Excellence is not an act, but a habit - we are what we repeatedly do. -Aristotle
Performance vs. Potential: Performance is well done of current assignments and demonstrated the capacity of doing great work. However, do not assume though that top performers are the “top talent” for the future. High performers may be at the top of their game at the moment, but the question is how well will they adapt to changes, having learning agility or their innate capability. This is where the potential comes into play. Potential is about future performance, not past performance. How well does the individual continue to perform and grow in their current roles, how likely are they to take on new challenges at work, rapidly learn and grow into next-level roles, or roles that are expanded and redefined as business changes? Individuals showing potential are distinguished usually by their mastery of new roles quickly and effectively, learning more rapidly than their peers, more innovate. Performance keeps your business running, churning numbers etc, whereas potential looks at an employee that can bring your company to the next level. The potential is the ability and interest to take on more responsibilities in the future which is displayed by their thought leadership or exemplified behavior. Performance keeps the business moving, and the potential makes the business grow and mature.
Mindset differentiates Talent from Mediocrity: The one thing to differentiate talented people (either high performance or high potential) from mediocrity is MINDSET, which further drives attitude, high performer keeps engaging in current position with a perfecting mind, high potential keeps learning for expanding the horizon with a growth mind, and they either demonstrate the positive attitude or constructive criticism to build a healthy or even creative workplace. Mediocrity has to be assessed by questioning: Are they simply producing mediocre results because they are comfortable doing "enough to get by"? Are they just under motivated? Are they just missing experience? Are they under-trained? Do they "care"? There are a hundred questions to ask here. The worst mediocrity is not “the mediocre result,” but a complacent mind and mediocre attitude, such mediocrity often brings negative attitude, sometimes compete via un-professionalism, or lower team morality. While the consistently high performing team was developing, there were high performers, who didn't understand what it took to continuously succeed, or lack of a big picture to build a highly capable team for businesses’ long-term prosperity; and those that were truly mediocre from a mediocre past. In a high-performance team, those people who are performing as less than their capabilities become the key element to success. The high performers and high potential are both needed to lead the team towards a new reality. Those who have a mediocre attitude or negative impact on the business culture should be discouraged, unfortunately, in some organizations, mediocrity gets rewards. If you want to create a truly high-performance team, you have to deal with the mediocre. You have to determine why they perform the way they do and either help them overcome the deficiencies and become a high performer, or you have to find them a different place where they can find their passion. In comparison, mediocrity and talent (with development potential) have these differences:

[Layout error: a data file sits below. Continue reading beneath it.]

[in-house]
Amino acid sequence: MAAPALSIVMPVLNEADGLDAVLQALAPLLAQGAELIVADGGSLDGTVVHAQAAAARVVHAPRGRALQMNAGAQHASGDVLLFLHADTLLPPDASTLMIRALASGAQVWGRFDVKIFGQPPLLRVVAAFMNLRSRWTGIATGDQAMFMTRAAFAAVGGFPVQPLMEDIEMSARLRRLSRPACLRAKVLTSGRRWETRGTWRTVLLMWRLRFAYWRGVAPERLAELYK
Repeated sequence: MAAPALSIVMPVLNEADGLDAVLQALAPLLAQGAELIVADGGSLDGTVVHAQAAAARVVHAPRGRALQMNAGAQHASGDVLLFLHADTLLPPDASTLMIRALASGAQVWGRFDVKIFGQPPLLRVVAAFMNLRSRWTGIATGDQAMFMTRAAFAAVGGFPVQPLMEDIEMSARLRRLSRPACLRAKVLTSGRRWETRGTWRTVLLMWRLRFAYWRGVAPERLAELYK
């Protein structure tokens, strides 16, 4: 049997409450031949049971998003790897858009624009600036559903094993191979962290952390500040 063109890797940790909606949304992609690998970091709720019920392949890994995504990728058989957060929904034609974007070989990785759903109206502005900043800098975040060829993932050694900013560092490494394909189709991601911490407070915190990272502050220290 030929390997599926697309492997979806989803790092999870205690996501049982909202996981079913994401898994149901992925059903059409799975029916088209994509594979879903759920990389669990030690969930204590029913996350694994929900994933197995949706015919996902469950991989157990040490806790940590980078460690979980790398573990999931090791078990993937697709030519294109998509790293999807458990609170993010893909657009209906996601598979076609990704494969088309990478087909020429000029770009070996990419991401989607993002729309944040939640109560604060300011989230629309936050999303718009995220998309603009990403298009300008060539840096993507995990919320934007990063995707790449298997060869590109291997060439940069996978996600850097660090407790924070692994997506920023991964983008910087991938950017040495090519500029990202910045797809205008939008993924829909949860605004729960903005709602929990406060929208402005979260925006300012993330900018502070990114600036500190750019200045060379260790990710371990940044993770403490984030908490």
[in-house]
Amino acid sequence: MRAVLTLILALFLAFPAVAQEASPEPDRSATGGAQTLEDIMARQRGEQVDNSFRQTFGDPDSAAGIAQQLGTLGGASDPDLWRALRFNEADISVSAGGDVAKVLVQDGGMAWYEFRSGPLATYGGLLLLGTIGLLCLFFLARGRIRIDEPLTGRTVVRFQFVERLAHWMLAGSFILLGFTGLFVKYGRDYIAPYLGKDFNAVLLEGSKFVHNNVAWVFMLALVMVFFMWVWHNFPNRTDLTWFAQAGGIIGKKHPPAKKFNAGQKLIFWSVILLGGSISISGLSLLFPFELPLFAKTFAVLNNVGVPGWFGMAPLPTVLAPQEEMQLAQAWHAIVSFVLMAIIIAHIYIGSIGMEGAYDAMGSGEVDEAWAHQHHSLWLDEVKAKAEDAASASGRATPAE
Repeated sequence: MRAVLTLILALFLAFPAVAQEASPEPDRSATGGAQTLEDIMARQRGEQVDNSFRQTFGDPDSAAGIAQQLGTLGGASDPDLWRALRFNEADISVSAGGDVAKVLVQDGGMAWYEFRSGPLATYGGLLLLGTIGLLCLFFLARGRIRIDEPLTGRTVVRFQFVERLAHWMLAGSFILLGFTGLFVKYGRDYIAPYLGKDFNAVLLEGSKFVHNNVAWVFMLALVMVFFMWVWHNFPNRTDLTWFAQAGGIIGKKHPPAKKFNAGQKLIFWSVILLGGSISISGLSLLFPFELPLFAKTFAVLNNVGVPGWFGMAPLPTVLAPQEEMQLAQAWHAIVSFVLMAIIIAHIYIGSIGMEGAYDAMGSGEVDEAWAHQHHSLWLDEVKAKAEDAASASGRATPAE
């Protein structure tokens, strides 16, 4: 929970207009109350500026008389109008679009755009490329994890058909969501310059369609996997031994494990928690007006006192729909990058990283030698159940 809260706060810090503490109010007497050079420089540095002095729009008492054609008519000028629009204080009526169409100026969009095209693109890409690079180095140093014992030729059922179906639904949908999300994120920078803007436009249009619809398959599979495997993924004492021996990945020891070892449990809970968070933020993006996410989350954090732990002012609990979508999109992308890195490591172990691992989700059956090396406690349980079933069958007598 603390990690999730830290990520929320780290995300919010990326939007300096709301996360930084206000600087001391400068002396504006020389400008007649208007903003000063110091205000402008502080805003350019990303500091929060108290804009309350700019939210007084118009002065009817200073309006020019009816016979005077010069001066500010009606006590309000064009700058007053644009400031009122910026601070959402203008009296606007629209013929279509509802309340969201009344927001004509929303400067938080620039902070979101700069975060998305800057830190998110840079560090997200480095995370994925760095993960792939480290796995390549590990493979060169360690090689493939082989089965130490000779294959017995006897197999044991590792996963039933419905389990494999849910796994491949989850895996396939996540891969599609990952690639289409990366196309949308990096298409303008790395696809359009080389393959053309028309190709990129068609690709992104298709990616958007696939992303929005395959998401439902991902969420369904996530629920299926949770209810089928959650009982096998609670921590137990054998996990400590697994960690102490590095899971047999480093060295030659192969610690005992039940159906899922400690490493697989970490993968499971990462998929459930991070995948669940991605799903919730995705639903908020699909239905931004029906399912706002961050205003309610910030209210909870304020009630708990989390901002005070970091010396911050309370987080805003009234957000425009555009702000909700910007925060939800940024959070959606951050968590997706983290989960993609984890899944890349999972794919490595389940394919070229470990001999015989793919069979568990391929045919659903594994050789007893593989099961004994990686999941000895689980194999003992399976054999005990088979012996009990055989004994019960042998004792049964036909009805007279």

-The mediocrity focuses on having…The development focuses on being
-The mediocrity thinks impossible…The development has vision.
-The mediocrity is problem oriented…The development is solution oriented.
-The mediocrity thinks it knows enough…The development is eager to learn more.
-The mediocrity sticks to the comfort zone…The development is inclusive to embrace diversity
-The mediocrity competes, more often unprofessionally…The development competes via innovation
-The mediocrity avoids risk…The development manages risk.
-The mediocrity loves to be comfortable. The development is comfortable being uncomfortable.
It's what your expectations are as a leader. If your goal is just to meet the requirements set out by the organization, you can tolerate a certain amount of mediocrity. If your goal is for your team to be the standard that others measure themselves against, you are creating an entirely different team. They require completely different levels of talent and commitment to excellence. And as senior leaders, one of the critical management goals is to build a positive and high-performance culture, because culture eats strategy for lunch. Bottom line, a high performing leader should know that by having a good leadership and managing both mediocre and high performing employees, an organization can achieve a better return on investment - (ROI), without ignorance of long term prosperity.